My go-to source on the idiosyncrasies of English spelling has the following entry: English Pronunciation 1500 - 1700 by E J Dobson As the quoted entry says, the version with /ʃ/ arose as a dialectal pronunciation and then spread in other dialects. Dobson says that Cooper preferred the spelling licorish to liquorish which alludes to the fact that the latter ...


5

Old English, Middle English, and Modern English are almost entirely different languages. Old English and Middle English no longer have any native speakers, and are considered dead languages, studied only by historians and academics. Old English is not recognizable to Modern English speakers in any way today, except for maybe one or two words in isolation. ...


3

If there is such a thing as “Web English”, it’s definitely not what you are describing. The entities in a computer language are not English. They may look like English words to make it easier for people to remember them, but they are syntactically distinct. The background-color entity is no different than declspec or __init__. The only valid spelling of ...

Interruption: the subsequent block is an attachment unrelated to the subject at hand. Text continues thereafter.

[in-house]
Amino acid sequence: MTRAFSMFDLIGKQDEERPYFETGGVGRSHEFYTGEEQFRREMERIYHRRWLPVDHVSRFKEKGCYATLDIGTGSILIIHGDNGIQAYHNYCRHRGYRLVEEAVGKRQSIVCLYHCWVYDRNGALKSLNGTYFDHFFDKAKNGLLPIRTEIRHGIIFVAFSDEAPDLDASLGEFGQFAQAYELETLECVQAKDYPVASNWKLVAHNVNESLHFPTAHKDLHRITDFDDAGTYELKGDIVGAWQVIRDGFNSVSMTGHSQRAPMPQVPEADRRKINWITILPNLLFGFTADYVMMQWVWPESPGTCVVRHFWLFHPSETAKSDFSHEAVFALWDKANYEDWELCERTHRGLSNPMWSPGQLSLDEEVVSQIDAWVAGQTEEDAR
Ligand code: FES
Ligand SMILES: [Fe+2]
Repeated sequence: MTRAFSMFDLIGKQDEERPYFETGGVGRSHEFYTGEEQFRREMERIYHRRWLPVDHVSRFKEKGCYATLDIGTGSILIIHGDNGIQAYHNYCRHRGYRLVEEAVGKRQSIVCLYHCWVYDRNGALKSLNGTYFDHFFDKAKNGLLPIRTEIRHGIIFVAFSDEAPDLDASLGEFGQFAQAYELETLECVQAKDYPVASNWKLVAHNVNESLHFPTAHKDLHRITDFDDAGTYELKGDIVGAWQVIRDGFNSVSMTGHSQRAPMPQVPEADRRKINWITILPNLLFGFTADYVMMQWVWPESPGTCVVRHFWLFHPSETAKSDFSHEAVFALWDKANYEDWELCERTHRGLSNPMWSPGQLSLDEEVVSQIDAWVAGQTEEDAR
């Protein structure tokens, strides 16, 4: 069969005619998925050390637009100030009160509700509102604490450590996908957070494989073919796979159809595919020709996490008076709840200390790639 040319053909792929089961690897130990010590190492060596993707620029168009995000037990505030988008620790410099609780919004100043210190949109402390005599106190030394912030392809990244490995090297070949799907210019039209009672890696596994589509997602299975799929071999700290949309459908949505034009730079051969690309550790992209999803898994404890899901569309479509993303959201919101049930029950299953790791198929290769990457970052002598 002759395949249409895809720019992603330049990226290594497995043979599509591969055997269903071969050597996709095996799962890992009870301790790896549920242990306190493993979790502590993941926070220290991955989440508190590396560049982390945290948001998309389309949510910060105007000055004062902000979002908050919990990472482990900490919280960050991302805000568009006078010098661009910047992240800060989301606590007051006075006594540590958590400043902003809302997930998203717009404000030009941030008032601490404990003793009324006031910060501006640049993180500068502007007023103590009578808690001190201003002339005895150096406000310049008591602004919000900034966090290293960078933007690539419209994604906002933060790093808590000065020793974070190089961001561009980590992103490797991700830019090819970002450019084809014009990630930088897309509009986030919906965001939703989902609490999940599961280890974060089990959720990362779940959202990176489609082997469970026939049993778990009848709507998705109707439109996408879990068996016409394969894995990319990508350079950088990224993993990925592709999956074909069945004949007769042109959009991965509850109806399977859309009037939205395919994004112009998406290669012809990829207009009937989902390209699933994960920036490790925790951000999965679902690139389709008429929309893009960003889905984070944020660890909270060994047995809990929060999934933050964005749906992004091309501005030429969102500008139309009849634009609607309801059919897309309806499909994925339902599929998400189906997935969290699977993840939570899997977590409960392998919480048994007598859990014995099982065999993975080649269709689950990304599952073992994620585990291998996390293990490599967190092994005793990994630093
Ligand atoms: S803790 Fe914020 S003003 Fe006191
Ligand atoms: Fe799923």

3

"Demonopoloize" is the standard spelling. If you feel this is hard to read, because it seems to be "demon-opolize" you are free to use a hyphen to clarify the splitting: "de-monopolize". If you use a style guide, you can check to see which form it prefers, otherwise use what you prefer and be consistent. A similar example is &...


3

Use "breastfeeding". An ngrams graph is instructive: Prior to 1900, you nursed a baby. It is only with the development of powdered milk in the 1920s that the notion of "feeding with the breast" became a notion that needed a word, and the compound "breast feeding" was initially the most common. In the it became apparent that ...


3

Unreproducible or not reproducible. Note the corrected spelling.


3

They are different words spelled differently with different meanings. Hence they are pronounced differently.


3

artiste is mainly used for professional performers: A professional entertainer, especially a singer or dancer. (source: Lexico) while the word artist is applicable in many more situations, e.g. hobbyists, other types of arts or even outside the arts. As for the difference in spelling, artiste looks more French and hence more exclusive (at least to me). So ...